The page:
By Angie Baldelomar
Nex-Tech plans to expand services in the Oberlin community, burying fiber-optic cable to carry television, telephone and Internet service once the firm gets final approval from the City Council.
Four representatives of the firm explained the plan to the council at its meeting Thursday. They said Nex-Tech would use fiber-optic cable, which gives more speed on Internet services. This fiber-to-the-premises technology goes underground, they said, a process that usually takes about a month of construction and then another month for installation. Nex-Tech already provides Internet service to some institutions in town, including the City Library, the Decatur County courthouse, the city Police Department, among several others.
Nex-Tech asked for agreements with the city needed to start construction, including approval of a franchise agreement. The firm had proposed installing a fiber-optic system on city electric poles a few years ago, but gave up on that plan when engineers found the poles did not have enough room for another line.
The company’s representatives said that they were looking, with this franchise agreement, to “level the playing field.”
Cable provider Eagle Communications, they argued, under its current agreement with the city, does not pay a franchise fee. For competition to be neutral, Nex-Tech asked the city to do the same for it by not assessing a franchise fee on it, at least at first.
For that, Nex-Tech was asking for a year-long agreement with no franchise fee to pay. The representatives pointed out that Eagle’s agreement ends in December, when the city can negotiate a fee and fix the issue.
Although the council agreed with leveling the playing field, Councilman Jim Marchello pointed out that the issue would continue since there would be six months of Nex-Tech not paying the fee while Eagle was. Finally, it was agreed that the city would make an agreement with Nex-Tech for a little over six months.
Councilman Brandon Oien made the motion, and Mr. Marchello seconded. The agreement was approved on a 4-0 vote with Councilwoman Marilyn Horn absent.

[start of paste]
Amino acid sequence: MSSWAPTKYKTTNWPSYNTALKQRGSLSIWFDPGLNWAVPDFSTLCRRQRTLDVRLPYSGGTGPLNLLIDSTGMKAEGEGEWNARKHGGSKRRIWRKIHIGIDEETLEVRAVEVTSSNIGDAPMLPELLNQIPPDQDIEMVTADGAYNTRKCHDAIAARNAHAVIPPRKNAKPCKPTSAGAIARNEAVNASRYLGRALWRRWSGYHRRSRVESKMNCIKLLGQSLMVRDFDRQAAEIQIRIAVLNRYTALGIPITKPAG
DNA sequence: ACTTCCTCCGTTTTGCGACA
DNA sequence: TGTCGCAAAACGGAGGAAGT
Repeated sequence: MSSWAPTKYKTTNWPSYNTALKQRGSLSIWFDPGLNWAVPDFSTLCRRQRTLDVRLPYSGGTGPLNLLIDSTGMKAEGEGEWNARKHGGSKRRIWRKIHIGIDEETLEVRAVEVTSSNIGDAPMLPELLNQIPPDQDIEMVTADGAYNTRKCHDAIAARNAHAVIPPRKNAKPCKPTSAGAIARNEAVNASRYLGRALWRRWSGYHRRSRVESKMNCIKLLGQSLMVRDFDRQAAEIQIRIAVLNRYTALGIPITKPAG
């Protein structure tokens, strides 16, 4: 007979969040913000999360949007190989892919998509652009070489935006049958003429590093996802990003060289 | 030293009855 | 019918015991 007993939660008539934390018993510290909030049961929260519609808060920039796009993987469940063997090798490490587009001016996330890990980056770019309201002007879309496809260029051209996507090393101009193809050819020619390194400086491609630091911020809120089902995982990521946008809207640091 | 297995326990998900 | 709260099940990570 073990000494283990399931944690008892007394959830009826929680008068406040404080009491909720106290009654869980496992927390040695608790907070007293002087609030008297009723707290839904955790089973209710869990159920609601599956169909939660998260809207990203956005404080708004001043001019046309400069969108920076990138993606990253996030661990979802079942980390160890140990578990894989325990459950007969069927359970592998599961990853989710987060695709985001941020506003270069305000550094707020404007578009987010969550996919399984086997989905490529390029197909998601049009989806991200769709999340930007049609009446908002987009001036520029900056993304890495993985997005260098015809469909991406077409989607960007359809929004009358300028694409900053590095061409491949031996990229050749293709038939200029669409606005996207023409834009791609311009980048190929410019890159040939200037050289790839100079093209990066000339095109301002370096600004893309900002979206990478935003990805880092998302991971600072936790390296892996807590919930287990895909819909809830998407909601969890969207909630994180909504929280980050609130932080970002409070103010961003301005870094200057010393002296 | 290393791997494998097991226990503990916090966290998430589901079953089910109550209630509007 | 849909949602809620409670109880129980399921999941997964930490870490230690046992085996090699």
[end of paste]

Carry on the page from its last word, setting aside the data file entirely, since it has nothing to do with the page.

This franchise agreement gives Nex-Tech the power to use the city rights of way, and to have customers in the city,
However, an existing ordinance, aside from the franchise agreement, which charges fees for laying cable prevented the motion from being fully approved.
Next-Tech representatives offered two options: to go only with the franchise agreement and ignore the ordinance, or to go with the ordinance and not pay the fees in it. The council members decided they need more time to discuss the status of the fees and decided to table the case until the next meeting on Thursday July 7.
In other business, the council:
• Approved a contract with Secure Energy Consulting Inc. fixing the city’s price for natural gas on 39.5 cents for the 2016-2017 year. Mr. Marchello made a motion, and Councilman Rusty Addleman seconded. The vote was 4-0.
• Approved an ordinance of setting fees for itinerant merchants. The ordinance will require house-to-house merchants to pay a $25-per-day license. Those operating from a single location could apply for a license for $100 per calendar year.
• Tabled for next meeting a decision on a proposed Community Development Block Grant Special Activities Project. City Treasurer Steve Zodrow proposed replacing
downtown curb, gutter and sidewalks as a project for the state grant this year. The other option is to help pay for new playground equipment at City Park, under a plan presented at the previous meeting.
• Approved a proposal to replace a 1977 Chevrolet dump truck with a newer model. The best option presented was $23,000 for a 1999 International 4700 dump truck. However, the council members said they needed to confirm the truck was in good shape before buying it.
This was published in the print edition of The Oberlin Herald on June 22, 2016.